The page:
In my previous post, I shared some of the principles that guided Marc and me when creating a series of math videos for parents (Mathematics 6 & 7; 8–10): make it *visual*, make it *conceptual*, and make it *inviting*. In this way, we also set out to make these videos *representative* of math class. It was our hope that they presented parents with a view into their child’s classroom (“window”). Further, we hoped that Surrey teachers saw their classrooms in what was reflected (“mirror”). In that spirit, several videos in this summer’s collection included an open-middle problem.

In *Open Middle Math*, Robert Kaplinsky describes what makes a math problem an *open-middle* problem:

[M]ost math problems begin with everyone having the same problem and working toward the same answer. As a result, the beginning and ending are closed. What varies is the middle. Sometimes a problem’s instructions tell students to complete a problem using a specific method (a closed middle). Other times, there are possibly many ways to solve the problem (an open middle). Problems with open middles tend to be much more interesting and lead to richer conversations.

Robert Kaplinsky

This use of open-middle to describe *problems* has always irked me. There, I said it. To me, open- vs. closed-middle is not a characteristic of a problem itself. Robert argues that a problem’s *instructions* can close a problem’s middle. Agreed! But I go a step further. There are other ways through which students are told to use a specific method. It’s *us*. For example, consider a boilerplate best-buy problem. The middle is wide open! Doubling, scaling up, common multiples, unit rates — dollars per can or cans per dollar — and marginal rates are all viable strategies. However, *we* close the middle when we give this task after demonstrating how to use unit prices to determine best deals (i.e., “now-you-try-one” pedagogy). If students — and teachers! — believe that mathematics is about plucking numbers to place into accepted procedures then they are unlikely to experience the rich “open-middleness” of this task, regardless of its instructions. It’s no accident that the book’s introduction is titled “What Does an Open Middle *Classroom* Look Like?”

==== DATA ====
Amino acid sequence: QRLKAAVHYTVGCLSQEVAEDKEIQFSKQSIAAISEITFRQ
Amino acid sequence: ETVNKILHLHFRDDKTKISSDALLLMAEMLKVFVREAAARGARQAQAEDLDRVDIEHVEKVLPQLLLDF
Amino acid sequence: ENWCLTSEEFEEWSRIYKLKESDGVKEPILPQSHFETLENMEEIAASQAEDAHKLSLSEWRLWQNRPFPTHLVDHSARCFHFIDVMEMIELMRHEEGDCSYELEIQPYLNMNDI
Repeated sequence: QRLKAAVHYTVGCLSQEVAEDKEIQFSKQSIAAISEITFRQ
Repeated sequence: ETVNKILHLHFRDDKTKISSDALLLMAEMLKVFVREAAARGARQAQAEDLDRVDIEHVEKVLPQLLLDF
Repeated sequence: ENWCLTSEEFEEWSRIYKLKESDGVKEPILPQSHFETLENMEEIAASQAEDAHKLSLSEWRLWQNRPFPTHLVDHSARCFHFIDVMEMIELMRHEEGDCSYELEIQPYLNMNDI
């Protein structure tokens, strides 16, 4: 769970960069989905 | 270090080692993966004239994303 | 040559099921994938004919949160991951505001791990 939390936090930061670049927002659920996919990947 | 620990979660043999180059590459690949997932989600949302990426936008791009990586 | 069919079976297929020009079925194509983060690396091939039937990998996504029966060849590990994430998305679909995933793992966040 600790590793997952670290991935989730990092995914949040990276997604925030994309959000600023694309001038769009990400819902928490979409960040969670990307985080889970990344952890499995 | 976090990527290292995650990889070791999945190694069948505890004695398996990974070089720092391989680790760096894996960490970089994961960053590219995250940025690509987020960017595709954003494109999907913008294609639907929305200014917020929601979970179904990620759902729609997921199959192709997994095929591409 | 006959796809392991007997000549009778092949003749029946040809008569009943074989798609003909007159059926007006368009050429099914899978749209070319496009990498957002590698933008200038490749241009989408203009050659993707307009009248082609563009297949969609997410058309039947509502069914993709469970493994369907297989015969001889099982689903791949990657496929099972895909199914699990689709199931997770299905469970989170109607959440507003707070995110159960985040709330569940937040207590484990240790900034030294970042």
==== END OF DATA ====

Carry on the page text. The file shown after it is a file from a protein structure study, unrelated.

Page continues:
Most of the problems posted on the open middle site involve number — or digit — tiles. But I get why Robert didn’t go with “Number Tile Math.” The boxes in 25 × 32 = ⬚⬚⬚ and 63 − 28 = ⬚⬚ give each a fill-in-the-blanks answer-getting feel. The routine nature misses the problem-solving mark (despite their open middles). So, “open-middle” as an adjective for problems it is. Besides, math class could use more openness, which needn’t come at the end for problems to be interesting and conversations to be rich.

When I look at an Open Middle problem from the site, the mathematical goal of the teacher who created the problem isn’t always clear to me. (The same is true, by the way, of wodb.ca.) What is the deep conceptual understanding that they anticipate their students will develop by working on the problem? What ideas will emerge? What misconceptions might be addressed? Throughout *Open Middle Math*, Robert describes how Open Middle problems can give us X-ray vision into our students’ mathematical understanding. Similarly, he provides readers with X-ray vision into *his* thinking during the process of creating these problems. Below, I’ll share a few of the open-middle problems from our video series (plus some that ended up on the cutting room floor) as well as a peek behind the curtain into my thinking.

## Polynomials

Towards the end of the Math 10 Factoring Polynomials video, I present two open-middle/number-tile problems. Teachers will recognize these as familiar “find *k*” problems: For what value(s) of *k* is *x*^{2} + *kx* − 8 factorable? *x*^{2} − *x* − *k*? See the answer animations below.

I think that the number tiles add an element of *play* to these problems. The tiles are forgiving. Make a mistake? No biggie, just move ’em around. (The decision to show an initial misstep in the first animation above was deliberate.) This upholds our third principle: make it inviting.

These two sample tasks above highlight the role of students’ prior knowledge in solving open-middle problems. My assumption here is that teachers have not “proceduralized” these problems — that students have not been provided with predetermined solution pathways (e.g., “First, list all the factors of the constant term *c*. Then, …”). Note the open *end* of the second problem. The intent of my animation is to convey that there are infinitely many solutions. The problem presents students with an opportunity to generalize.

Each of these problems can be classified as Depth of Knowledge Level 2 (Skill/Concept). In both, students need a conceptual understanding of factoring *x*^{2} + *bx* + *c* where *b* and *c* are given. The second requires pattern-sniffing (or logic). I created a third problem that asks students to think about these two equations — and a third — *simultaneously*.